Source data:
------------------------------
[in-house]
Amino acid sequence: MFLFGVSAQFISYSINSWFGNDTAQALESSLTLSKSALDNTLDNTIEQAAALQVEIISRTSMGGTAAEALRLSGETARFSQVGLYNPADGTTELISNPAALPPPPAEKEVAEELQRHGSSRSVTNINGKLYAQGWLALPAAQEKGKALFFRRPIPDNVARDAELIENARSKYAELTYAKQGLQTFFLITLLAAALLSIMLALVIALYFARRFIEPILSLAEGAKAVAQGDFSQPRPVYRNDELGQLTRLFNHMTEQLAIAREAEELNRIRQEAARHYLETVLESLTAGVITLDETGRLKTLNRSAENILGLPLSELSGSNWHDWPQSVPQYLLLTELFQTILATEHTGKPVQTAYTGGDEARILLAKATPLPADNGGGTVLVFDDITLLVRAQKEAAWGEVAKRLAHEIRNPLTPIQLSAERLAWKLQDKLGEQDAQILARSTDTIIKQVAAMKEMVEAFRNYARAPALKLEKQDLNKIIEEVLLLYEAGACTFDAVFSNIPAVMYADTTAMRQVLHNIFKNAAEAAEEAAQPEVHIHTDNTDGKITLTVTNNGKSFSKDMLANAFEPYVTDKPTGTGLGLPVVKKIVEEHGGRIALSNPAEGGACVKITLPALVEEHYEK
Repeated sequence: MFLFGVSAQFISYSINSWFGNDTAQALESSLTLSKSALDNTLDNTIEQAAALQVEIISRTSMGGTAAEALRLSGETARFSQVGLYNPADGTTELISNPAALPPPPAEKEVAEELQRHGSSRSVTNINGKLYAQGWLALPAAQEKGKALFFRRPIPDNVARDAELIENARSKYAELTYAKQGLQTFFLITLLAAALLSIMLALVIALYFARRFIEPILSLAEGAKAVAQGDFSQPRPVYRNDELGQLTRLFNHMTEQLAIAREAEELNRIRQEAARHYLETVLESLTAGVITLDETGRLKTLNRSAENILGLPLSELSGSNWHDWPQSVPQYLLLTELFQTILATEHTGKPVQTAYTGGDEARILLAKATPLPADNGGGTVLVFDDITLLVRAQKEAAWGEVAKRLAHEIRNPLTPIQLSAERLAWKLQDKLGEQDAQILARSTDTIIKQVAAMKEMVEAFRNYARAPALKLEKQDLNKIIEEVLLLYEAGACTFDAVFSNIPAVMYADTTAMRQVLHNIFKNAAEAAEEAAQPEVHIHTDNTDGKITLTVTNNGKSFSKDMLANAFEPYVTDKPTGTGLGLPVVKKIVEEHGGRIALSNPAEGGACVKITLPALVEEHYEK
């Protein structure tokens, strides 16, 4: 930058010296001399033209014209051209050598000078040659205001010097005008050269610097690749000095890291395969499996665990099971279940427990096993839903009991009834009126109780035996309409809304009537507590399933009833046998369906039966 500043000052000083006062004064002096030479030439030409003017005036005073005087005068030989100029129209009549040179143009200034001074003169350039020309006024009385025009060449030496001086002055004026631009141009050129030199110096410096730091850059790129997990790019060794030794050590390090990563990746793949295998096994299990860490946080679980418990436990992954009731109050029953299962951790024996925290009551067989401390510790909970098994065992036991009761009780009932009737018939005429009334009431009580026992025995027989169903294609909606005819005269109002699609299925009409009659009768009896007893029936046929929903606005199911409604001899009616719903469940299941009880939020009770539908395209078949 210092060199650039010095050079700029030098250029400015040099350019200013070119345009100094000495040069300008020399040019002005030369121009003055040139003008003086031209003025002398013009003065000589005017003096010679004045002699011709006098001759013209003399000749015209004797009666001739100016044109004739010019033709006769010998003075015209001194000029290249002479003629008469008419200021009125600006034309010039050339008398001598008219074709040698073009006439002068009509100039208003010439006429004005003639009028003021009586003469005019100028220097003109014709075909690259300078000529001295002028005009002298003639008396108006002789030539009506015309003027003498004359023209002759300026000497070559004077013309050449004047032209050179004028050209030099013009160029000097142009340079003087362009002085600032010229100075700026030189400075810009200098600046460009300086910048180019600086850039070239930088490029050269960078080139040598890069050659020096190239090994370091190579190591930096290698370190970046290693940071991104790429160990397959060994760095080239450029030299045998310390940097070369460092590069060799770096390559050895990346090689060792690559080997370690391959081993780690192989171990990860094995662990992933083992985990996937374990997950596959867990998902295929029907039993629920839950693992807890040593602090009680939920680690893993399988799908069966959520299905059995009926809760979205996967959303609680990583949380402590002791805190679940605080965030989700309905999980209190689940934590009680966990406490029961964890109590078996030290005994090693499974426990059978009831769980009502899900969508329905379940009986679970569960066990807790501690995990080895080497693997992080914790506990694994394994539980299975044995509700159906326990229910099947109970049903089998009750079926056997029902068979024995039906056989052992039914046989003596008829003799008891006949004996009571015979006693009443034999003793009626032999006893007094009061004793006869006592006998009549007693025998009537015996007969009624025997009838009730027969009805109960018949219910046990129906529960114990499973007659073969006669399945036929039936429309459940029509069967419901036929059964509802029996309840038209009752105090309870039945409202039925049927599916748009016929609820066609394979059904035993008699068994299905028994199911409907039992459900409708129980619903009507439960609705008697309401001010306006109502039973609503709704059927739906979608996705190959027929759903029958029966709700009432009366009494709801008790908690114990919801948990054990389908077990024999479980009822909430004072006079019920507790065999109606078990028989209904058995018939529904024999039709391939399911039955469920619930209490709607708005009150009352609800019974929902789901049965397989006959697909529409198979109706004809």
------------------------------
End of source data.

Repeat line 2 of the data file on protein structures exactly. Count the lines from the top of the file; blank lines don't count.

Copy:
Amino acid sequence: MFLFGVSAQFISYSINSWFGNDTAQALESSLTLSKSALDNTLDNTIEQAAALQVEIISRTSMGGTAAEALRLSGETARFSQVGLYNPADGTTELISNPAALPPPPAEKEVAEELQRHGSSRSVTNINGKLYAQGWLALPAAQEKGKALFFRRPIPDNVARDAELIENARSKYAELTYAKQGLQTFFLITLLAAALLSIMLALVIALYFARRFIEPILSLAEGAKAVAQGDFSQPRPVYRNDELGQLTRLFNHMTEQLAIAREAEELNRIRQEAARHYLETVLESLTAGVITLDETGRLKTLNRSAENILGLPLSELSGSNWHDWPQSVPQYLLLTELFQTILATEHTGKPVQTAYTGGDEARILLAKATPLPADNGGGTVLVFDDITLLVRAQKEAAWGEVAKRLAHEIRNPLTPIQLSAERLAWKLQDKLGEQDAQILARSTDTIIKQVAAMKEMVEAFRNYARAPALKLEKQDLNKIIEEVLLLYEAGACTFDAVFSNIPAVMYADTTAMRQVLHNIFKNAAEAAEEAAQPEVHIHTDNTDGKITLTVTNNGKSFSKDMLANAFEPYVTDKPTGTGLGLPVVKKIVEEHGGRIALSNPAEGGACVKITLPALVEEHYEK